Reumatol Clin ; 2017 Dec 08.
Artigo em Inglês, Espanhol | MEDLINE | ID: mdl-29229448


INTRODUCTION: PFAPA syndrome is an autoinflammatory disease whose diagnosis is mainly clinical. Several treatments have been proposed; among them, tonsillectomy could be an effective one. MATERIAL AND METHODS: Retrospective multicenter study. Patients included were diagnosed with PFAPA syndrome, according to the Thomas criteria, in 3 hospitals in Madrid between 2009-2013. RESULTS: Thirty-two cases were included. Median age at onset and at diagnosis were 32 months (IQR 24-44) and 47.5 months (IQR 37-60), respectively. There were increases in leukocytes (13,580/µL [IQR 8,200-16,600] vs. 8,300/µL [IQR 7,130-9,650], P=.005), neutrophils (9,340/µL [IQR 5,900-11,620] vs. 3,660/µL [IQR 2,950-4,580], P=.002) and C-reactive protein (11.0mg/dL [IQR 6.6-12.7] vs. 0.2mg/dL [IQR 0.1-0.6], P=.003) during febrile episodes. In all, 80.8% of patients reported remission of symptoms within 24h after oral corticosteroid therapy. Fourteen patients were tonsillectomized. In 11, the febrile episodes stopped while, in 3, the frequency was reduced; there were 2 cases of postoperative bleeding. The disease was resolved in 56.3% of the patients, at a median age of 60 months (IQR 47-95), with similar duration in patients who were tonsillectomized and those who were not. CONCLUSIONS: We present a large cohort of children with PFAPA syndrome, with clinical and analytical features similar to those described in the literature, and a good response to corticosteroids and a high resolution rate of symptoms after tonsillectomy.

Medicine (Baltimore) ; 95(24): e3842, 2016 Jun.
Artigo em Inglês | MEDLINE | ID: mdl-27310962


To assess the safety and efficacy of rilpivirine in combination with emtricitabine and tenofovir (RPV/FTC/TDF) as a once-daily single-tablet regimen (STR) in HIV-1-infected children and adolescents we performed a multicenter case series study of HIV-1-infected patients. Inclusion criteria were initiation of therapy with RPV/FTC/TDF before the age of 18. Patients were divided into undetectable viral load (uVL) group, HIV-1 RNA < 20 copies/mL on stable combined antiretroviral therapy (cART), and detectable viral load (dVL) group, HIV-1 RNA ≥ 20 copies/mL at RPV/FTC/TDF initiation. Patients were monitored from the date of RPV/FTC/TDF initiation until June 30, 2015, RPV/FTC/TDF discontinuation or failure to follow-up. Seventeen patients (8 in uVL and 9 in dVL group) with age between 11.6 and 17.6 were included. Reasons for switching were toxicity (n = 4) and simplification (n = 4) in uVL; viral failure (n = 8) and cART initiation (n = 1) in the dVL group. After a median follow-up of 90 (uVL) and 40 weeks (dVL), 7/8 (86%) patients maintained and 8/9 (89%) achieved and maintained HIV-1 suppression. Median CD4 count increased from 542 to 780/µL (uVL, P = 0.069) and 480 to 830/µL (dVL, P = 0.051). Five patients (2 in uVL and 3 in dVL) improved their immunological status from moderate to no immunosuppression. Serum lipid profiles improved in both groups; cholesterol dropped significantly in the dVL group (P = 0.008). Grade 1 laboratory adverse events (AEs) were observed in 3 patients. No clinical AEs occurred. Adherence was complete in 9 patients (5 in uVL and 4 in dVL); 1 adolescent interrupted treatment. Once-daily STR with RPV/FTC/TDF may be a safe and effective choice in selected HIV-1-infected adolescents and children.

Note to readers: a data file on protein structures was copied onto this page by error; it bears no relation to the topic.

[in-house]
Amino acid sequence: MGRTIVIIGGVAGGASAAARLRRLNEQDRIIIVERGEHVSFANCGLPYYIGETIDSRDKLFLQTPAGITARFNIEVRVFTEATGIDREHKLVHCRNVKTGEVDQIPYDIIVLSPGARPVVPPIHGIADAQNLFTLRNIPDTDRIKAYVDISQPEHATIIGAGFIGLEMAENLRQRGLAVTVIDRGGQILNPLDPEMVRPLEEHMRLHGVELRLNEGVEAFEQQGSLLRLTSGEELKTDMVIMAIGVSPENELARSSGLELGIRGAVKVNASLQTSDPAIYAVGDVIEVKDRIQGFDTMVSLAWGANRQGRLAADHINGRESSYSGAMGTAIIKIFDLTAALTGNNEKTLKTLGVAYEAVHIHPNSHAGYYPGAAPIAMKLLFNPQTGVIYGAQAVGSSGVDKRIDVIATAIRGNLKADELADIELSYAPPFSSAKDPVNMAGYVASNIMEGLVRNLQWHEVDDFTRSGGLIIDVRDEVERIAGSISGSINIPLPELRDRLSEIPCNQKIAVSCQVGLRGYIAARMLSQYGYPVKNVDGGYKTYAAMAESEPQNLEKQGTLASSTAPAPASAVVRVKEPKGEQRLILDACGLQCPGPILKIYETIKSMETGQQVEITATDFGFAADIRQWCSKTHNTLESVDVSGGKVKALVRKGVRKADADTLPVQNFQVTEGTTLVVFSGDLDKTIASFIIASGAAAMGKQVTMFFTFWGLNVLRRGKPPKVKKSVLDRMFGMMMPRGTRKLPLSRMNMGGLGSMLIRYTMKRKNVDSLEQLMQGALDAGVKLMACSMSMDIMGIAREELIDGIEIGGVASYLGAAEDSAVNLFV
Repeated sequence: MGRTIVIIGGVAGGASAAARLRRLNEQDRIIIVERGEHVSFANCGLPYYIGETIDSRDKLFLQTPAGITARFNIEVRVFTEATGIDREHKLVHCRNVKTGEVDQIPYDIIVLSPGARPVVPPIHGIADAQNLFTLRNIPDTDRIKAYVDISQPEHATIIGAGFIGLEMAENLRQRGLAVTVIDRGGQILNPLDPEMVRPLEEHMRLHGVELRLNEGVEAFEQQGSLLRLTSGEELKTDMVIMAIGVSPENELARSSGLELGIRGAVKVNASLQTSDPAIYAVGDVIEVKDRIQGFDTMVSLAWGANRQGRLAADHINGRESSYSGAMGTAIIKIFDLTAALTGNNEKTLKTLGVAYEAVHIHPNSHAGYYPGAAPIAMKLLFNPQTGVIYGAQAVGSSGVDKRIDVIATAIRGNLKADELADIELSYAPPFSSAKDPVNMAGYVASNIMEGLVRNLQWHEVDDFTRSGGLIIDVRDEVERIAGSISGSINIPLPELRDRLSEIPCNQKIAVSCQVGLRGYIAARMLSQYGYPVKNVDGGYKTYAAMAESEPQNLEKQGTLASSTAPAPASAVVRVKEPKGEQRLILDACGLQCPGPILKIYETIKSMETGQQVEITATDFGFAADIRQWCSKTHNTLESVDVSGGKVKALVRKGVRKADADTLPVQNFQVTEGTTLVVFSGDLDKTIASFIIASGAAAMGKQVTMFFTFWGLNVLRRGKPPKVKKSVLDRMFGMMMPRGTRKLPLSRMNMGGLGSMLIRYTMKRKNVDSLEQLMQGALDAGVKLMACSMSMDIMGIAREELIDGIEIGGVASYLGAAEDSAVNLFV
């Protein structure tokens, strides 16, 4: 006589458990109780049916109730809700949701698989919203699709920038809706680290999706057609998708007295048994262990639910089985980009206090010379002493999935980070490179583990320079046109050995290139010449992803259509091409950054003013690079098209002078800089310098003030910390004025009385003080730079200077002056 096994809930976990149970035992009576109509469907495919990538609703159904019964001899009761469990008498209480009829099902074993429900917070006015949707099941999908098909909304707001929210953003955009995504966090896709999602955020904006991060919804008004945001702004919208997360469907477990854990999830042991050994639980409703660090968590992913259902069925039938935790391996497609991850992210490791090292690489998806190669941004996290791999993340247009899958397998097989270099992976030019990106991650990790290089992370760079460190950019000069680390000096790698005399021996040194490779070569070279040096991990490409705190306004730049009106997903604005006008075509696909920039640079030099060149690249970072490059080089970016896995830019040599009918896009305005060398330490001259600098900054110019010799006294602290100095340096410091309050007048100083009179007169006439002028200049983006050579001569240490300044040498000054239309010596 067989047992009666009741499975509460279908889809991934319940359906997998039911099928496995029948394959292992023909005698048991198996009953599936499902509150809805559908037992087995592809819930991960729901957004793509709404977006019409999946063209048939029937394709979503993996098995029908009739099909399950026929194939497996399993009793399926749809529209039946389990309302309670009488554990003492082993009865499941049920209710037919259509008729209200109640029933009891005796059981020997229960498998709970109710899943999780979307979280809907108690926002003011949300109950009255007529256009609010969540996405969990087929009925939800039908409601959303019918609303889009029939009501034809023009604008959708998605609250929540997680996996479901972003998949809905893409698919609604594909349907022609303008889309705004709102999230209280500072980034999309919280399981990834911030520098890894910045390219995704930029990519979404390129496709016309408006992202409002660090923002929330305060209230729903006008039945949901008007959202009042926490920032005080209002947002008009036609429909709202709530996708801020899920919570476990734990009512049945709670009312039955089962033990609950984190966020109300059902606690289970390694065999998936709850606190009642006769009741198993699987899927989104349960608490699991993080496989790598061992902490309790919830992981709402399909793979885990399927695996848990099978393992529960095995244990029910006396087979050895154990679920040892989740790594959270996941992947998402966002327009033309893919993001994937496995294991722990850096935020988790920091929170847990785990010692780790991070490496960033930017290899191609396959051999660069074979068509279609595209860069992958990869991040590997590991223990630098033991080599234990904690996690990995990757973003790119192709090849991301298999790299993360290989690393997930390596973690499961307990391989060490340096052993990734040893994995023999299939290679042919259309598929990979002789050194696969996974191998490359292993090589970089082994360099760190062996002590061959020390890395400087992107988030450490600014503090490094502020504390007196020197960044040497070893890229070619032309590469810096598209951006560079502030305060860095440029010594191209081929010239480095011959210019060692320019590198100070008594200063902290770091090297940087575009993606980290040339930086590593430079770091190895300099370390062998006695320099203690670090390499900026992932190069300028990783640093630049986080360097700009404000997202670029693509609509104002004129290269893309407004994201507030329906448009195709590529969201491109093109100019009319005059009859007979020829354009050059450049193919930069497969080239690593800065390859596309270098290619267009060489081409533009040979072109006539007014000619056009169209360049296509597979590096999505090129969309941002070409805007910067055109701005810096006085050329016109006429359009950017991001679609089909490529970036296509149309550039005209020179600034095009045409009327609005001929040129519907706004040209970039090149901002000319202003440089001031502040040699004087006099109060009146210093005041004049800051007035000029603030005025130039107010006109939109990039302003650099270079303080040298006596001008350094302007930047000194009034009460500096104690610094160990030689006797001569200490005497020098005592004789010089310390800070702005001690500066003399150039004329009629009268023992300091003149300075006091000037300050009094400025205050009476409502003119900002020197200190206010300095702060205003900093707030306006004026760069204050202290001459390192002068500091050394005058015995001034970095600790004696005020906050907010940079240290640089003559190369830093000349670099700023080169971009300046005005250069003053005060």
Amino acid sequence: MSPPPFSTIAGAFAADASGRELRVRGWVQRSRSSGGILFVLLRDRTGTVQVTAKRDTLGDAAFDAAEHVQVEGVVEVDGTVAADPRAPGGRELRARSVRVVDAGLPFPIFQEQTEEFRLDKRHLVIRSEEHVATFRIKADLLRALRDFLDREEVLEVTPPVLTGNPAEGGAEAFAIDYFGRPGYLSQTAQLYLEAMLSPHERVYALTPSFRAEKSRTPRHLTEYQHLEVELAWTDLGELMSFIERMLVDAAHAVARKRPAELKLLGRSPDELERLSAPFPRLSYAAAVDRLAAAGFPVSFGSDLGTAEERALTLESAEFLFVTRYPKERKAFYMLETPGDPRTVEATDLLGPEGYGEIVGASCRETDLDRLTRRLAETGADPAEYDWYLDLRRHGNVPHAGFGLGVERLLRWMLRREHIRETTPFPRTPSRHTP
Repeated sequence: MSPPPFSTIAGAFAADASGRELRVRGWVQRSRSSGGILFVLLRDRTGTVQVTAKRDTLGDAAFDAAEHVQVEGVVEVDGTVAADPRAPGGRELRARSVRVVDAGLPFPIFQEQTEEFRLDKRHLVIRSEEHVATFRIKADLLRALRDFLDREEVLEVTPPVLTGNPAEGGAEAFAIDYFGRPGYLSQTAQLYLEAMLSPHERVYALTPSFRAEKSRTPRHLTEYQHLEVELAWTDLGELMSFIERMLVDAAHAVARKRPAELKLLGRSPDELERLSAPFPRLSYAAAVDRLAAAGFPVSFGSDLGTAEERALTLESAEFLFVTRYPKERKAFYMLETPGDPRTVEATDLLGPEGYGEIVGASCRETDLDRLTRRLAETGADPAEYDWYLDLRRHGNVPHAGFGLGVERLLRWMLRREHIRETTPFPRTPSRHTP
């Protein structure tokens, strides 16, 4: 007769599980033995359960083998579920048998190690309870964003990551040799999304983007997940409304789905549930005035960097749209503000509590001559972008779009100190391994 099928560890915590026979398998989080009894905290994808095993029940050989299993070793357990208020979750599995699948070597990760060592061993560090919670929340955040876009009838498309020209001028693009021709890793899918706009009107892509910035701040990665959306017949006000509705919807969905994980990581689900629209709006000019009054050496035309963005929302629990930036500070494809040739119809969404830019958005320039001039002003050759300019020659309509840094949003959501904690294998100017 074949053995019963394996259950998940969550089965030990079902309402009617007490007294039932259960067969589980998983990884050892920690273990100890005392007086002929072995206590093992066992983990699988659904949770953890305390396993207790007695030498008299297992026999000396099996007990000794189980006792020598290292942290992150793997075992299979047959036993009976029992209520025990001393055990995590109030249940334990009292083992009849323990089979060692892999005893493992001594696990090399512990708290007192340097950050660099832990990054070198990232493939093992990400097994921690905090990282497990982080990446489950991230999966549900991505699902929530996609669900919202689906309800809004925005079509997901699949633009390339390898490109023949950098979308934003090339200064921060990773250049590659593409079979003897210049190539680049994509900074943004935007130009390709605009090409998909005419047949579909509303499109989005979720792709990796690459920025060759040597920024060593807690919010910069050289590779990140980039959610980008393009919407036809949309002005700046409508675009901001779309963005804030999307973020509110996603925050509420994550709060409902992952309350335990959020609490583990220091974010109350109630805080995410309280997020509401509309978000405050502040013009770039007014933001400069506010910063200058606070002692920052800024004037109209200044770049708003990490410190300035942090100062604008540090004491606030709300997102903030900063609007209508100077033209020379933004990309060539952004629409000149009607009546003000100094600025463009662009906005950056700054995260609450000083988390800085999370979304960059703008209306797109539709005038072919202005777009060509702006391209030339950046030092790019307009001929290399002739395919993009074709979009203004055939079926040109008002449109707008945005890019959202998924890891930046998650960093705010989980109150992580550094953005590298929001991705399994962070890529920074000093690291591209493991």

Emtricitabina/administração & dosagem , Infecções por HIV/tratamento farmacológico , HIV-1/genética , RNA Viral/análise , Tenofovir/administração & dosagem , Adolescente , Fármacos Anti-HIV/administração & dosagem , Criança , Quimioterapia Combinada , Feminino , Seguimentos , Infecções por HIV/virologia , Humanos , Masculino , Uso Off-Label , Estudos Retrospectivos , Resultado do Tratamento
Pediatr Dermatol ; 30(6): e161-3, 2013 Nov-Dec.
Artigo em Inglês | MEDLINE | ID: mdl-22640393


Erythema multiforme is exceptional in newborns, and none of the few available reports has revealed a clear etiologic agent, not even herpes simplex virus. Immunocompetent patients rarely present with cutaneous cytomegalovirus involvement, and few cases of cytomegalovirus-associated erythema multiforme have been described, none of them in newborns. We report the first case of erythema multiforme in a newborn associated with cytomegalovirus infection.

Infecções por Citomegalovirus/complicações , Eritema Multiforme/virologia , Dermatoses do Pé/virologia , Dermatoses da Mão/virologia , Infecções por Citomegalovirus/imunologia , Infecções por Citomegalovirus/patologia , Eritema Multiforme/imunologia , Eritema Multiforme/patologia , Feminino , Dermatoses do Pé/imunologia , Dermatoses do Pé/patologia , Dermatoses da Mão/imunologia , Dermatoses da Mão/patologia , Humanos , Imunocompetência , Recém-Nascido